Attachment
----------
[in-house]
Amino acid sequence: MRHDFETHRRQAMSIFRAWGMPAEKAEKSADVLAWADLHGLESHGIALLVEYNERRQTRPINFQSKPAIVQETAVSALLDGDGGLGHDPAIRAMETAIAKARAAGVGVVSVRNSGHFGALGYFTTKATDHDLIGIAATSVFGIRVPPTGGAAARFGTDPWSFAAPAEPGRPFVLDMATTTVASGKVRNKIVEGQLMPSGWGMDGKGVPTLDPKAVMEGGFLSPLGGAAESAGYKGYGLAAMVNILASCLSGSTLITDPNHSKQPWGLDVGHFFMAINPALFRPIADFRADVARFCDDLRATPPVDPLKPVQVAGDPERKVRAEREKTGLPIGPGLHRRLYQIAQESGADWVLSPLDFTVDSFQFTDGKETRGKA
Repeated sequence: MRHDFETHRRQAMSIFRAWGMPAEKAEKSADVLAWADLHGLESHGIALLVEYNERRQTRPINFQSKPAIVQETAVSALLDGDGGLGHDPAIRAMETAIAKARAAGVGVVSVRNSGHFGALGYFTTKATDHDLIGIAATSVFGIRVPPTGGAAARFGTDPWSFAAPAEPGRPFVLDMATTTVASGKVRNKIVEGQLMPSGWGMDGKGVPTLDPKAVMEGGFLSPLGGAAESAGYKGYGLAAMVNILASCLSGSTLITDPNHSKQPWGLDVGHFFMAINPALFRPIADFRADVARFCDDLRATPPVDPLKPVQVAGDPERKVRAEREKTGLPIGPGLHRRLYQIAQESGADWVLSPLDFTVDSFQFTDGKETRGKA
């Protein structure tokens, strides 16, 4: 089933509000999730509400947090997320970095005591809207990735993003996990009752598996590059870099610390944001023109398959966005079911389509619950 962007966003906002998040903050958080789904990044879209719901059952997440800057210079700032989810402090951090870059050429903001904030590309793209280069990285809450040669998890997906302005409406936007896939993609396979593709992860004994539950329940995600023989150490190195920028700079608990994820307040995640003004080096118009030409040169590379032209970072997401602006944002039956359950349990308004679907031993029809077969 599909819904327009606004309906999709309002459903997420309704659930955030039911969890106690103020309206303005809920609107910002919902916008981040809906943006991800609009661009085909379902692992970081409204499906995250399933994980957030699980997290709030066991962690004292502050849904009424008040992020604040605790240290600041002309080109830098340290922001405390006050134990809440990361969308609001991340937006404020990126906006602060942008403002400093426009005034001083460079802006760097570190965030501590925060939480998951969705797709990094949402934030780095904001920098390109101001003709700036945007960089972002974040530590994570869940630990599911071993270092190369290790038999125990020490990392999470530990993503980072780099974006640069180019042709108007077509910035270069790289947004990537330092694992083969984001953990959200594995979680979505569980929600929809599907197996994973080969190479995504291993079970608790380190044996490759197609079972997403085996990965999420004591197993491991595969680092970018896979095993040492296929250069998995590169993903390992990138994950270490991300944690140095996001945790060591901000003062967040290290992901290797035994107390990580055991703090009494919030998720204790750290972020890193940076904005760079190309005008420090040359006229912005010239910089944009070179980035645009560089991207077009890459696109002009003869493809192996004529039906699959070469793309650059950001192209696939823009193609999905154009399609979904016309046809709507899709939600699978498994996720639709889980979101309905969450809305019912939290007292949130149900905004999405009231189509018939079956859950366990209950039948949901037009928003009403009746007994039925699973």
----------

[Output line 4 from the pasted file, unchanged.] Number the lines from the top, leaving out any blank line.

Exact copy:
């Protein structure tokens, strides 16, 4: 089933509000999730509400947090997320970095005591809207990735993003996990009752598996590059870099610390944001023109398959966005079911389509619950 962007966003906002998040903050958080789904990044879209719901059952997440800057210079700032989810402090951090870059050429903001904030590309793209280069990285809450040669998890997906302005409406936007896939993609396979593709992860004994539950329940995600023989150490190195920028700079608990994820307040995640003004080096118009030409040169590379032209970072997401602006944002039956359950349990308004679907031993029809077969 599909819904327009606004309906999709309002459903997420309704659930955030039911969890106690103020309206303005809920609107910002919902916008981040809906943006991800609009661009085909379902692992970081409204499906995250399933994980957030699980997290709030066991962690004292502050849904009424008040992020604040605790240290600041002309080109830098340290922001405390006050134990809440990361969308609001991340937006404020990126906006602060942008403002400093426009005034001083460079802006760097570190965030501590925060939480998951969705797709990094949402934030780095904001920098390109101001003709700036945007960089972002974040530590994570869940630990599911071993270092190369290790038999125990020490990392999470530990993503980072780099974006640069180019042709108007077509910035270069790289947004990537330092694992083969984001953990959200594995979680979505569980929600929809599907197996994973080969190479995504291993079970608790380190044996490759197609079972997403085996990965999420004591197993491991595969680092970018896979095993040492296929250069998995590169993903390992990138994950270490991300944690140095996001945790060591901000003062967040290290992901290797035994107390990580055991703090009494919030998720204790750290972020890193940076904005760079190309005008420090040359006229912005010239910089944009070179980035645009560089991207077009890459696109002009003869493809192996004529039906699959070469793309650059950001192209696939823009193609999905154009399609979904016309046809709507899709939600699978498994996720639709889980979101309905969450809305019912939290007292949130149900905004999405009231189509018939079956859950366990209950039948949901037009928003009403009746007994039925699973």